Navajo leadership applauds bill to prohibit exportation of sacred tribal objects

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Contact: Jared King
Communications Director
Navajo Nation Washington Office

For Immediate Release

Navajo leadership applauds bill to prohibit exportation of sacred tribal objects

WASHINGTON—Navajo Nation leadership including President Russell Begaye, Speaker LoRenzo Bates and Council Delegate Jonathan Hale commended Sen. Martin Heinrich (D-N.M.) and tribal leaders for their efforts in composing the Safeguard Tribal Objects of Patrimony (STOP) Act of 2016. Sen. Heinrich will introduce the STOP Act, which will prohibit the exportation of sacred tribal objects to international markets and increase sentencing for the theft or illegal trafficking of tribal cultural patrimony.

“For decades, the Navajo Nation has shared in the struggles of other nations to recover the physical remains of our ancestors, and the sacred objects they left behind,” said President Begaye in a letter to Sen. Heinrich in support of the STOP Act.

Speaking on Capitol Hill at a press conference today, Speaker LoRenzo Bates said, “I want to extend my sincere appreciation to the senator for introducing this bill; not only on behalf of the Navajo Nation Council but on behalf of Indian country. I can’t emphasize enough, that if it has happened to the Navajo Nation, then I’m certain it has happened all across Indian Country.”

The STOP Act would increase penalties for NAGPRA violations, prohibit export of items obtained in violation of NAGPRA, provide a two year amnesty for individuals who voluntarily return illegally possessed cultural objects, directs the U.S. Government Accountability Office to complete a report and recommendations on the state of cultural objects illegal trafficking and prosecution, and create a tribal working group to work with and advise the agencies on the development and implementation of the report.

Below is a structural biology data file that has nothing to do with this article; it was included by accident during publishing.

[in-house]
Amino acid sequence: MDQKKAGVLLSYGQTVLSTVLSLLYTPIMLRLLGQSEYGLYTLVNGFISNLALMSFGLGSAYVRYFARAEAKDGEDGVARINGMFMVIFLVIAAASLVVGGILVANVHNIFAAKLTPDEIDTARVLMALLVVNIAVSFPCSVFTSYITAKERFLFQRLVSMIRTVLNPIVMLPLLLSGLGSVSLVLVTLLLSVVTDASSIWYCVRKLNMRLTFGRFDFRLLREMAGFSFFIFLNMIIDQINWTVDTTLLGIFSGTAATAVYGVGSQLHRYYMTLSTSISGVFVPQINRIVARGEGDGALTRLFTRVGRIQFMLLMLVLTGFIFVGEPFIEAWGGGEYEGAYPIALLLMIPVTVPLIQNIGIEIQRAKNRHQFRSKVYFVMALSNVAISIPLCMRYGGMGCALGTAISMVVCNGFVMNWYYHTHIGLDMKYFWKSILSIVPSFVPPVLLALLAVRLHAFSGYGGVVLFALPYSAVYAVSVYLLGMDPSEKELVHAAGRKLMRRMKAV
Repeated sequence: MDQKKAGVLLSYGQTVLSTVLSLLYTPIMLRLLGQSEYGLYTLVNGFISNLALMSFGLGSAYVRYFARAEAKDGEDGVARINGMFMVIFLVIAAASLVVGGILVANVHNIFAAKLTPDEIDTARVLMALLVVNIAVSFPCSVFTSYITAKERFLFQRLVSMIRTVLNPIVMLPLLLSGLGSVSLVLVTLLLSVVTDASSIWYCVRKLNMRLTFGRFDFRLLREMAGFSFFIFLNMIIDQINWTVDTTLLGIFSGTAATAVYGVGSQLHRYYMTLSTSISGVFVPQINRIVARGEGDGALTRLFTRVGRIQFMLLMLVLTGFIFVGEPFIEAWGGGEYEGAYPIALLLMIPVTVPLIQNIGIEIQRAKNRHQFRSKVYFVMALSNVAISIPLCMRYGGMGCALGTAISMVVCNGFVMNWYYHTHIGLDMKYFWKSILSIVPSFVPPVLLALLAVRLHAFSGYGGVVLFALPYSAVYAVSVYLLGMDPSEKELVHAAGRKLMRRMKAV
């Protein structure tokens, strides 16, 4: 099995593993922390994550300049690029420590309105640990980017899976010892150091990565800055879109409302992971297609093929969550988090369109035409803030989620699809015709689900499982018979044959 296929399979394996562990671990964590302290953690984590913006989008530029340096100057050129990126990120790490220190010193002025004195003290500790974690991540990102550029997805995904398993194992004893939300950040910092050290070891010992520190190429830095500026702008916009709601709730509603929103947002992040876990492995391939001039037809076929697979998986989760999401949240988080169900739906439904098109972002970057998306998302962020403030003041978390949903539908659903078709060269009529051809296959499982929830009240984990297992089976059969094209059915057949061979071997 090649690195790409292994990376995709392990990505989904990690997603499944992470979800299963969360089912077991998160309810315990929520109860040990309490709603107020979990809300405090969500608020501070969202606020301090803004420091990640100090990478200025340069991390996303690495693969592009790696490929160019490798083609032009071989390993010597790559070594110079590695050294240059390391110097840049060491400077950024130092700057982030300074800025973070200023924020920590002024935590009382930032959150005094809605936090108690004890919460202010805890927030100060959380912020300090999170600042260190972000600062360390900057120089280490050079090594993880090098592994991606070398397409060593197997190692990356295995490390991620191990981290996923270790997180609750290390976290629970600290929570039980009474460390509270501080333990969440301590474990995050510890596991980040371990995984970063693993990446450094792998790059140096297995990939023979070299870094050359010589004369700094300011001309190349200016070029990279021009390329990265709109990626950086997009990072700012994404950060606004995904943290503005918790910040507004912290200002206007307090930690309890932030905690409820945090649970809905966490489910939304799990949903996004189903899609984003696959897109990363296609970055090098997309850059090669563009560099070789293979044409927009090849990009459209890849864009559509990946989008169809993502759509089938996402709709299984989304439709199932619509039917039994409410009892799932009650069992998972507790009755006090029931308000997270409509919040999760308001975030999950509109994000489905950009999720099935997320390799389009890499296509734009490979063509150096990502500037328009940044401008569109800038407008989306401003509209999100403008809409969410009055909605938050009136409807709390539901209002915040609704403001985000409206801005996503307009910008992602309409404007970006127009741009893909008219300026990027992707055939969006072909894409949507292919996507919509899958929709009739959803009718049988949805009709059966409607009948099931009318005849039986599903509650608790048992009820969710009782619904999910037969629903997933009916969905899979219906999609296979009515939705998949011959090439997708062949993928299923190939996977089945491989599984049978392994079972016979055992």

Speaker Bates joined Pueblo of Acoma Governor Kurt Riley, National Congress of American Indians Policy Director Denise Desiderio and Sen. Heinrich to provide support at the STOP Act press event on Capitol Hill. In addition, on July 5, Council Delegate Jonathan Hale joined tribal leaders from New Mexico and Sen. Heinrich at another press event at the Indian Pueblo Cultural Center in Albuquerque to discuss the details of the STOP Act and to raise awareness of the importance of protecting Native American cultural patrimony.

The bill comes in the wake of Sen. Heinrich’s work to halt the auction of an Acoma Pueblo ceremonial shield in Paris, France this past May. In addition, the Naabik’iyátí Committee’s Sacred Sites Subcommittee has been engaged in similar work with the Navajo Nation Human Rights Commission, the Navajo Nation Washington Office, and the U.S. Embassy in France to mitigate the transfer and sales of cultural patrimony abroad.

Numerous tribal leaders have noted that sacred tribal patrimony are necessary for the cultural survival of indigenous peoples, and existing law has not been strong enough of a deterrent. The support offered by the Navajo Nation and tribal leaders on these measures and the STOP Act reflects Sen. Heinrich’s work with New Mexico tribes and Indian Country to deter illegal activity surrounding sacred cultural objects.


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